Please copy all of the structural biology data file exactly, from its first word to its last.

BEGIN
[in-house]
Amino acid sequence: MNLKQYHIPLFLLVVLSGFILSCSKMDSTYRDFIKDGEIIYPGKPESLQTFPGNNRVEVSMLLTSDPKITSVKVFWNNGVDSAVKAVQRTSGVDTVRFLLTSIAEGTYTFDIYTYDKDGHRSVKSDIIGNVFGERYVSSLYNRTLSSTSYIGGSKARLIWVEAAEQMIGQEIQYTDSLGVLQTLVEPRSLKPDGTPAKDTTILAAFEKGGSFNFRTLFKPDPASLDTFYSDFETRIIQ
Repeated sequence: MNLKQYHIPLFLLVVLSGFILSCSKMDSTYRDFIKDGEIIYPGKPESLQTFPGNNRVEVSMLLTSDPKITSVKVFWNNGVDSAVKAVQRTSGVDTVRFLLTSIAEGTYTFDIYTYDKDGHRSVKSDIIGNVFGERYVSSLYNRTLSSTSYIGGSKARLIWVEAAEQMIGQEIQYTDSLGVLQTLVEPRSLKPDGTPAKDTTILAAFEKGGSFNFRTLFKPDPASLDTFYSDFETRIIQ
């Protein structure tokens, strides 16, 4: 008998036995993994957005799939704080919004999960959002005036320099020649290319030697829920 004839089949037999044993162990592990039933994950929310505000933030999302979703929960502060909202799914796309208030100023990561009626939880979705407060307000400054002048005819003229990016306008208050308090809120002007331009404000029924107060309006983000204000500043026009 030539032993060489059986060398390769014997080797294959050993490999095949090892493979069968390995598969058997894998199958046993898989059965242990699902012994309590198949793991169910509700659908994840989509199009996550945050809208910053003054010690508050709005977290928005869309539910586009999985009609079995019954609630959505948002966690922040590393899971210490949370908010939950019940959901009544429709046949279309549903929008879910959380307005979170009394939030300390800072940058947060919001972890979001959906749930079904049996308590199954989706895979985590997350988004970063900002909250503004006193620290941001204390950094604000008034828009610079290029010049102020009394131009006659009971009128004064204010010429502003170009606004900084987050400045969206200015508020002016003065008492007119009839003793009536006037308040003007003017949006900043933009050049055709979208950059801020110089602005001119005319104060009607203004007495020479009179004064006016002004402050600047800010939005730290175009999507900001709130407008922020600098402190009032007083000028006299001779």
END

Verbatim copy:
[in-house]
Amino acid sequence: MNLKQYHIPLFLLVVLSGFILSCSKMDSTYRDFIKDGEIIYPGKPESLQTFPGNNRVEVSMLLTSDPKITSVKVFWNNGVDSAVKAVQRTSGVDTVRFLLTSIAEGTYTFDIYTYDKDGHRSVKSDIIGNVFGERYVSSLYNRTLSSTSYIGGSKARLIWVEAAEQMIGQEIQYTDSLGVLQTLVEPRSLKPDGTPAKDTTILAAFEKGGSFNFRTLFKPDPASLDTFYSDFETRIIQ
Repeated sequence: MNLKQYHIPLFLLVVLSGFILSCSKMDSTYRDFIKDGEIIYPGKPESLQTFPGNNRVEVSMLLTSDPKITSVKVFWNNGVDSAVKAVQRTSGVDTVRFLLTSIAEGTYTFDIYTYDKDGHRSVKSDIIGNVFGERYVSSLYNRTLSSTSYIGGSKARLIWVEAAEQMIGQEIQYTDSLGVLQTLVEPRSLKPDGTPAKDTTILAAFEKGGSFNFRTLFKPDPASLDTFYSDFETRIIQ
């Protein structure tokens, strides 16, 4: 008998036995993994957005799939704080919004999960959002005036320099020649290319030697829920 004839089949037999044993162990592990039933994950929310505000933030999302979703929960502060909202799914796309208030100023990561009626939880979705407060307000400054002048005819003229990016306008208050308090809120002007331009404000029924107060309006983000204000500043026009 030539032993060489059986060398390769014997080797294959050993490999095949090892493979069968390995598969058997894998199958046993898989059965242990699902012994309590198949793991169910509700659908994840989509199009996550945050809208910053003054010690508050709005977290928005869309539910586009999985009609079995019954609630959505948002966690922040590393899971210490949370908010939950019940959901009544429709046949279309549903929008879910959380307005979170009394939030300390800072940058947060919001972890979001959906749930079904049996308590199954989706895979985590997350988004970063900002909250503004006193620290941001204390950094604000008034828009610079290029010049102020009394131009006659009971009128004064204010010429502003170009606004900084987050400045969206200015508020002016003065008492007119009839003793009536006037308040003007003017949006900043933009050049055709979208950059801020110089602005001119005319104060009607203004007495020479009179004064006016002004402050600047800010939005730290175009999507900001709130407008922020600098402190009032007083000028006299001779």